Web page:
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Education and youth in 2019

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When the PTI assumed power in 2018, the youth had played a decisive role in its electoral success. The youth had hoped that the coming year would be the year of change for them; but sadly by the end of 2019 there have only been promises, prompting a large number of youth to come out and stage marches in various cities of Pakistan.

In the last week of November, the youth in over 30 cities in Pakistan prepared for the march. In addition to major cities such as Karachi, Lahore, Islamabad, Peshawar, and Quetta, dozens of other cities also witnessed the mobilisation of students at a large scale. On November 29, thousands of students and youth gathered and took out marches to clamour for the fulfilment of their demands. They raised slogans and displayed placards and banners. One of the major demands written on the placards was a question asking about ‘who is responsible for the 25 million out of school children in Pakistan?’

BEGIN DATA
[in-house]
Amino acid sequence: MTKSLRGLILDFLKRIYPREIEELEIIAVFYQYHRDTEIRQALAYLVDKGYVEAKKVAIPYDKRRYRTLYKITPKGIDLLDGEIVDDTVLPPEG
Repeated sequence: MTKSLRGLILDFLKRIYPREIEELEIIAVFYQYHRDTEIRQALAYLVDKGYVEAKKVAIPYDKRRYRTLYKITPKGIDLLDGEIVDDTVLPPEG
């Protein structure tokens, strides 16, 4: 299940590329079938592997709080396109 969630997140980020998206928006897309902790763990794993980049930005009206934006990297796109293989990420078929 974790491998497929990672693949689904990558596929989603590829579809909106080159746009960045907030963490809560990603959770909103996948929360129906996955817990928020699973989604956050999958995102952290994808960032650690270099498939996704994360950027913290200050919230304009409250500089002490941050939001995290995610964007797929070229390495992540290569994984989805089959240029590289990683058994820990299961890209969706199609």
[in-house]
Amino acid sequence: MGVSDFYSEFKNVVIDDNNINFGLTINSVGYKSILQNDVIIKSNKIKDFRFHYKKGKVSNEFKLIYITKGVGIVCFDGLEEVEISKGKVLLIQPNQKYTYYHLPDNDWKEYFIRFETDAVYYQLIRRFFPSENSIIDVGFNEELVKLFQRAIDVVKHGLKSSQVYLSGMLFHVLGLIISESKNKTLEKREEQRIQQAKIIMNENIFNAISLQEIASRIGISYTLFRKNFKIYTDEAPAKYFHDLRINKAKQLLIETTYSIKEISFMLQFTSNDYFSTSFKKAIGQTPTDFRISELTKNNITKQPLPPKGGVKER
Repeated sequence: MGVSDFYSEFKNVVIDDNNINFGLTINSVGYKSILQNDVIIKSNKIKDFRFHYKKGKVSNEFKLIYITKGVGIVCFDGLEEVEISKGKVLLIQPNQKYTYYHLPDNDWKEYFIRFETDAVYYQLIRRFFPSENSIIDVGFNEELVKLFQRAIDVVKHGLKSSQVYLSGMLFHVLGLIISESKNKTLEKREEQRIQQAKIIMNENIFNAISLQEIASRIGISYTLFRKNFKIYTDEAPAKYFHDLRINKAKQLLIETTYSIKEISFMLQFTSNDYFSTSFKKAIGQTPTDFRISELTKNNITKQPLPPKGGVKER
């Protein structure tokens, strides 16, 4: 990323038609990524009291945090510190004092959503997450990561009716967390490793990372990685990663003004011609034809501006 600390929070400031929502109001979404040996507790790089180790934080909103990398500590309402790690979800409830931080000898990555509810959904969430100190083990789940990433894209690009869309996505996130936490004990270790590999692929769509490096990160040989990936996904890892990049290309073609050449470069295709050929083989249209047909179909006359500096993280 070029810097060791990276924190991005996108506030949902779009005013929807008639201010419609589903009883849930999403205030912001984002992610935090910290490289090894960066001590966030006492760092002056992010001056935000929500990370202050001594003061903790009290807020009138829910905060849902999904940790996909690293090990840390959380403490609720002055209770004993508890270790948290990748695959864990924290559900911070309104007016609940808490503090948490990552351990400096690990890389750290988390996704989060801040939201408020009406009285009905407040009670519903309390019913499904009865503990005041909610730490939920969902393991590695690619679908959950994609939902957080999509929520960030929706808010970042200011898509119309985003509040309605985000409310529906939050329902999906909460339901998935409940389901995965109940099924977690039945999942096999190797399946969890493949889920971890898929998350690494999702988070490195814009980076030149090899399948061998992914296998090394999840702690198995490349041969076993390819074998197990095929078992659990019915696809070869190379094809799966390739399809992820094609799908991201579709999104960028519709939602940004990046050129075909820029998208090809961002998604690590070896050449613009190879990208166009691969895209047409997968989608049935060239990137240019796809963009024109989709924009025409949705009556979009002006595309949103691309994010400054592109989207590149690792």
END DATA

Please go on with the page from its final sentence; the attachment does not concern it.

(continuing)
This question made it clear that the protesting youth were not only interested in their own rights, they were also concerned about the large number of out-of-school children. This question reminds us of the basic contradictions in our society where only the privileged segments of society enjoy the fruits of education and the children of the poor are neglected. Another slogan raised by the youth was about the provision of jobs failing which the state should provide at least Rs20,000 to each unemployed young person. This demand is in response to the failure of the PTI government to fulfil its promise of generating 10 million jobs for the youth.

Many leaders of the PTI such as Murad Saeed and others had repeatedly promised that as soon as Imran Khan comes to power there will be millions of jobs for the youth. Sadly, not even a few thousand jobs have been offered to the youth.

Moreover, Federal Minister for Science and Technology Fawad Chaudhry has now clearly backtracked by announcing that providing jobs is not the government’s responsibility and the youth should not look up to the government in this regard. Such somersaults have compounded the miseries of the youth.

Another good aspect of the Youth March was that it attracted leaders of former student organisations and unions, human-rights activists, and workers’ leaders too. From Gilgit-Baltistan to Gwadar and Karachi, male and female students raised their voices. The students from Balochistan demanded that they should not be treated as terrorists. They also........

© The News on Sunday